Many 401(k) and other defined contribution (DC) plans have evolved to resemble defined benefit (DB) plans in a few important ways, except for one—the ability to receive a stream of income from the plan over one’s retirement years. But that is changing as more retirement income products are being developed and plan sponsors are becoming more receptive to incorporating them into their plans. Participants like the idea: According to our 2021 DC Plan Participant Survey Findings, 85% of participants said they would stay in their plans after retiring if there was an in-plan retirement income option.1 Congress is doing its part to promote retirement income by enacting or proposing measures to encourage plan sponsors to add these solutions to their DC plans.
DC plans are evolving to resemble DB plans
Think about how DB plans typically work. Employees don’t have to sign up for the plan; they automatically become participants after working for their employer for a period of time, often one year. The amount they will receive at retirement usually increases the longer they work for the company. And they don’t need to make decisions about the investments that support their retirement benefits.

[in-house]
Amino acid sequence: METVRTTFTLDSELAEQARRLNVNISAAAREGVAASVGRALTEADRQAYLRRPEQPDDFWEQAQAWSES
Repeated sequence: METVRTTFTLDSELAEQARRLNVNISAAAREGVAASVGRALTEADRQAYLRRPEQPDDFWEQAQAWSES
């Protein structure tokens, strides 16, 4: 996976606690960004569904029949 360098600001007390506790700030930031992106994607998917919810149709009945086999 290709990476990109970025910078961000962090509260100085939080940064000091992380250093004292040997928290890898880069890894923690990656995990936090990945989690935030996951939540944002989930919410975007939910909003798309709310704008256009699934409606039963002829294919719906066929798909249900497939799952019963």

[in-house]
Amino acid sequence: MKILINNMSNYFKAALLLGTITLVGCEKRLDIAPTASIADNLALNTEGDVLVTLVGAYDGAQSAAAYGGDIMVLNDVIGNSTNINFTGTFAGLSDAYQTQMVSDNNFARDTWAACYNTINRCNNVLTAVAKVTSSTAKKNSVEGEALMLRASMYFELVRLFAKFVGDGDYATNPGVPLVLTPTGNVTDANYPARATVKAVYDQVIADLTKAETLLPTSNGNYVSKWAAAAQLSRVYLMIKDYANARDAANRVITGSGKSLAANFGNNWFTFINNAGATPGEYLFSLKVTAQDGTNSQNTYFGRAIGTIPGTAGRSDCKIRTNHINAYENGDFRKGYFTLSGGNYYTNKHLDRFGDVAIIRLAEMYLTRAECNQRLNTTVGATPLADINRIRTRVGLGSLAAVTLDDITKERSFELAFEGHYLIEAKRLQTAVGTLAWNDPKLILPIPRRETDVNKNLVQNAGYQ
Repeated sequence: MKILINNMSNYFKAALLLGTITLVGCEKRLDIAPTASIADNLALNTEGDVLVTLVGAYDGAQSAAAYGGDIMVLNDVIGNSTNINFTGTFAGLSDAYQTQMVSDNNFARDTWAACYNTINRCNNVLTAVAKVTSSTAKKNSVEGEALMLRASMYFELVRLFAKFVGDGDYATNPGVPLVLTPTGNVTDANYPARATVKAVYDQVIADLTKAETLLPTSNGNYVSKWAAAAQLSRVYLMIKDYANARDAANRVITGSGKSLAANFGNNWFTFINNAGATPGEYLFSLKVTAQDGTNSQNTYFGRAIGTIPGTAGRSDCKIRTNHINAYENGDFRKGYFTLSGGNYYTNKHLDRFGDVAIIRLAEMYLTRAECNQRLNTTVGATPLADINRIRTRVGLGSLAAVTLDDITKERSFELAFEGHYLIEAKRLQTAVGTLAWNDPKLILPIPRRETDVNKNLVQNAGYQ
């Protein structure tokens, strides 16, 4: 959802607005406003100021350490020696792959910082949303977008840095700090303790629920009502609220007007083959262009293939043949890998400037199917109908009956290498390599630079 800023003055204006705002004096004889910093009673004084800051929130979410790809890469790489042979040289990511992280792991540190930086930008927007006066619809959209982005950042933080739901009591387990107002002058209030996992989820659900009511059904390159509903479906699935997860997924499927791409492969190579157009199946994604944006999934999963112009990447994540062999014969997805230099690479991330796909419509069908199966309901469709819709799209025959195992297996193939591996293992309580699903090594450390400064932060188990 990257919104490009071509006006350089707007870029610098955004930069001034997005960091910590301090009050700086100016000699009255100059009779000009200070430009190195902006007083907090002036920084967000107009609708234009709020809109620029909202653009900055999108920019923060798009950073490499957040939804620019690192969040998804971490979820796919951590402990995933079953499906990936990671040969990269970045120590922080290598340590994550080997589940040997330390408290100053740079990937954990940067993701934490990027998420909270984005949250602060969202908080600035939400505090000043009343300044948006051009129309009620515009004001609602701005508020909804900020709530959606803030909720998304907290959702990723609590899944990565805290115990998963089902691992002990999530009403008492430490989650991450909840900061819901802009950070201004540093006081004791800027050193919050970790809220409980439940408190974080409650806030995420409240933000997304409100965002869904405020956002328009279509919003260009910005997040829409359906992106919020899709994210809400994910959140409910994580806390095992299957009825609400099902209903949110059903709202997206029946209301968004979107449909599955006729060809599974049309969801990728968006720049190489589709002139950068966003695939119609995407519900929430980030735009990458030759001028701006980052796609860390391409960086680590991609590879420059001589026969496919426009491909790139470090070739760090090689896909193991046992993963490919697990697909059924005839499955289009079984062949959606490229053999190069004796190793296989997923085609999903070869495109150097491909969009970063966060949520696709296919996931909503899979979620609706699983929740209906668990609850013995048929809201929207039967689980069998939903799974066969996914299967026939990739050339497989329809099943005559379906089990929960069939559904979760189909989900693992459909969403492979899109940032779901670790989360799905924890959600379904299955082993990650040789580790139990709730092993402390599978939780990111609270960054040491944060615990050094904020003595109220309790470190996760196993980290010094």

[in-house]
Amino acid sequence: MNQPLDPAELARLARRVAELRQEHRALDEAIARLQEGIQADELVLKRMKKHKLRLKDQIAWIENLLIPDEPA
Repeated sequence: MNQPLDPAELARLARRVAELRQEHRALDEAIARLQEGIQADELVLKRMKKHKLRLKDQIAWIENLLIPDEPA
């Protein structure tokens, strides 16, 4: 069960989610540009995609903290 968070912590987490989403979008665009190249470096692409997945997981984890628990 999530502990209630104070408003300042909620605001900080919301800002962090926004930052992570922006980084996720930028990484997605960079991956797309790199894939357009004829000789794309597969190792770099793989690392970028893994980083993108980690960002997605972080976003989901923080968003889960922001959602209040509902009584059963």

Over the past two decades, there has been a definite trend of DC plans incorporating features that resemble those of DB plans – call it the “DB-ization” of DC plans. For example, many plan sponsors automatically enroll participants and automatically escalate their contribution percentages each year up to a specified percentage. Most will default participants into target date funds, thereby relieving them of the difficult job of determining how to invest their retirement savings.
This evolution of DC plans was spurred in large part by legislative and regulatory changes. The Pension Protection Act of 2006 (PPA), for example, eliminated obstacles to automatic enrollment by clarifying that federal law preempted state laws that prevented an employer from deducting amounts from employees’ paychecks without their consent. The PPA also created a fiduciary safe harbor that protects plan sponsors when they invest the contributions of participants who fail to make an investment decision in a qualified default investment alternative, such as a target date fund.